It’s ‘Tuna’ har har at the Gallery Players

The Brooklyn Paper
Share on TwitterTweet
Share on Facebook

Get our stories in your inbox, free.

Like The Brooklyn Paper on Facebook.

What is it about a man in a dress that will always make audiences laugh? So what happens when there are two men, both in dresses, big pearl earrings, and gams that go on for days?

You have “A Tuna Christmas,” on stage now through Dec. 21 at the Gallery Players in Park Slope.

The play is set in the small (and fictional) town of Tuna, Texas, and showcases the strong personalities of 22 residents in the days leading up to Christmas. Nothing is sacred, and there are jokes made on behalf of the Texan suthirn’ accent, small people and a determination that the Christmas carol term, “Ye merry gentlemen,” is a merely a code phrase meaning “gay.”

Justin Barnette and Brian Letchworth, the show’s only actors, run frantically between scenes and expertly jostle between costume changes without any glitches. Each man never loses sight of a character’s personality, which says something when each is playing 11 characters and every prop is pantomimed.

There’s Bertha Bumiller (Barnette), a “well-fed” and proud mother in a bright green hoop skirt with a candy cane print with a troublemaking family, and DiDi Snavely (Letchworth) of DiDi’s Used Weapons, who enthusiastically decorates her Christmas tree with deactivated grenades and handguns.

But the cherries on this delicious holiday fruitcake are Letchworth’s portrayal of town official Dixie Deberry and Barnette’s drama queen Joe Bob Lipsey.

I don’t actually know which made me laugh harder: Letchworth, a thin man-turned-lady in a Day-Glo purple one-piece Nylon tracksuit, army boots, and grandma wig, or Barnette, a large man in only black tights, pumps, a tight red tank top, and a big cape.

For one second, Letchworth looked so much the part of a granny that I lost it. And when he (she?) started lip-syncing holiday hits, tears streamed down my face.

As for Barnette, the man prancing about the stage in heels had everyone in stitches.

“Tuna” is not for opponents of comic vulgarity (“I hope Santa Claus takes a crap down your chimney”) and people who don’t appreciate subversive humor (such as that reference to the local Ku Klux Klan chapter’s annual “White Christmas” party).

The actors are best in their element when they are in their loudest, proudest and sassiest female characters. And despite the audience’s hysterics, Barnette and Letchworth never lost a cue or broke character. Whenever the inevitable inadvertent mishap did happen, both actors turned it so quickly into an element of the play that the humor raged on.

The show is slow to start, but the laughs start rollicking soon enough. At first, its 2-1/2 hour run time seems tedious, but by the end, I’m not sure what could have been cut.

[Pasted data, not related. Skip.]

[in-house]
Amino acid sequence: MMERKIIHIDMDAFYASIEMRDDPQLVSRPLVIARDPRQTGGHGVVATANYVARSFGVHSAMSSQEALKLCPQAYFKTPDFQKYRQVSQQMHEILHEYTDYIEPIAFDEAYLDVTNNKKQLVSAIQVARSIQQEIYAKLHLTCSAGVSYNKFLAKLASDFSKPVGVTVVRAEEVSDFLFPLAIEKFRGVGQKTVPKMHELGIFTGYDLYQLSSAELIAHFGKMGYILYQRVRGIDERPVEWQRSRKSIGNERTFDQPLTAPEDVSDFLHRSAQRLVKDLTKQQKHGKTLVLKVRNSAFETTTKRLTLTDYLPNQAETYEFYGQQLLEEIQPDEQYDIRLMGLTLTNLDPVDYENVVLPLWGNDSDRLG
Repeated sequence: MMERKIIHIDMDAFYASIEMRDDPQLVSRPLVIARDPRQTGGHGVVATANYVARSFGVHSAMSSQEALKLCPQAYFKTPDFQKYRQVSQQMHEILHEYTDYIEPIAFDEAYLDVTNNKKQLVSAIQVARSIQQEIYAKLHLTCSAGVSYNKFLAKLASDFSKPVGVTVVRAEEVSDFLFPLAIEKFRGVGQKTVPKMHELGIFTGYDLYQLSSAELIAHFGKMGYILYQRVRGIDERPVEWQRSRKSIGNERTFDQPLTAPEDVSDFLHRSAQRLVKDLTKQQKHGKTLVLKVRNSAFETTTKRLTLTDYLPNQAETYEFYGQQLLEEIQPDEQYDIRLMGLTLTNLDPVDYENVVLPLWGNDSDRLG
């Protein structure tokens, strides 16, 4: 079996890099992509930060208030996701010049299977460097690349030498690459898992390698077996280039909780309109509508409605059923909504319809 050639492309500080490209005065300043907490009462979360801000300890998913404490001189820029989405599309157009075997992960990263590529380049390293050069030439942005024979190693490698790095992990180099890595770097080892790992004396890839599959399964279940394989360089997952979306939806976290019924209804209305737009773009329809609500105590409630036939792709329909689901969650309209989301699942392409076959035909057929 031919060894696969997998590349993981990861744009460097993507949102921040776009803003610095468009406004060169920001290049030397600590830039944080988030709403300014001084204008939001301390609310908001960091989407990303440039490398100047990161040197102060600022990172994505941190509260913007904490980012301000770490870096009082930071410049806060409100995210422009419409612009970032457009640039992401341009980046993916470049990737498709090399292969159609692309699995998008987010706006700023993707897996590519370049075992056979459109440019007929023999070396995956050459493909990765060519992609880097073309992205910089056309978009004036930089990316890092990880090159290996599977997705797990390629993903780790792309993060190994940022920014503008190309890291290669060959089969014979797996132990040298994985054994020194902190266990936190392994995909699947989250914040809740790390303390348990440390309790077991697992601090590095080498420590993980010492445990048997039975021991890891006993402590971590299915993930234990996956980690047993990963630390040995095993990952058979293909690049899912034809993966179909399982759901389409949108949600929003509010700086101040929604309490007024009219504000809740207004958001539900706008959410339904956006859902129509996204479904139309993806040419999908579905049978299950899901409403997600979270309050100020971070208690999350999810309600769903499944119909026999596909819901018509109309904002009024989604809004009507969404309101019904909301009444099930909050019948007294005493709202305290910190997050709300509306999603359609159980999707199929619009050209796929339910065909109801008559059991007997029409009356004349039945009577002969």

As with other Gallery Players shows I’ve reviewed, “A Tuna Christmas” is well worth a visit. I left with a fantastic feeling in my stomach after I’d been laughing for two hours, and I am still chuckling at the sight of that purple tracksuit. I fear I will be giggling at that for days to come.

“A Tuna Christmas” runs Thursday–Sunday from Dec. 6–21 at the Gallery Players [199 14th St., between Fourth and Fifth Avenues in Park Slope, (212) 352-3101]. Tickets, $18. Visit

Today’s news:
Share on TwitterTweet
Share on Facebook

Get our stories in your inbox, free.

Like The Brooklyn Paper on Facebook.

Reader Feedback

Enter your comment below

By submitting this comment, you agree to the following terms:

You agree that you, and not or its affiliates, are fully responsible for the content that you post. You agree not to post any abusive, obscene, vulgar, slanderous, hateful, threatening or sexually-oriented material or any material that may violate applicable law; doing so may lead to the removal of your post and to your being permanently banned from posting to the site. You grant to the royalty-free, irrevocable, perpetual and fully sublicensable license to use, reproduce, modify, adapt, publish, translate, create derivative works from, distribute, perform and display such content in whole or in part world-wide and to incorporate it in other works in any form, media or technology now known or later developed.

First name
Last name
Your neighborhood
Email address
Daytime phone

Your letter must be signed and include all of the information requested above. (Only your name and neighborhood are published with the letter.) Letters should be as brief as possible; while they may discuss any topic of interest to our readers, priority will be given to letters that relate to stories covered by The Brooklyn Paper.

Letters will be edited at the sole discretion of the editor, may be published in whole or part in any media, and upon publication become the property of The Brooklyn Paper. The earlier in the week you send your letter, the better.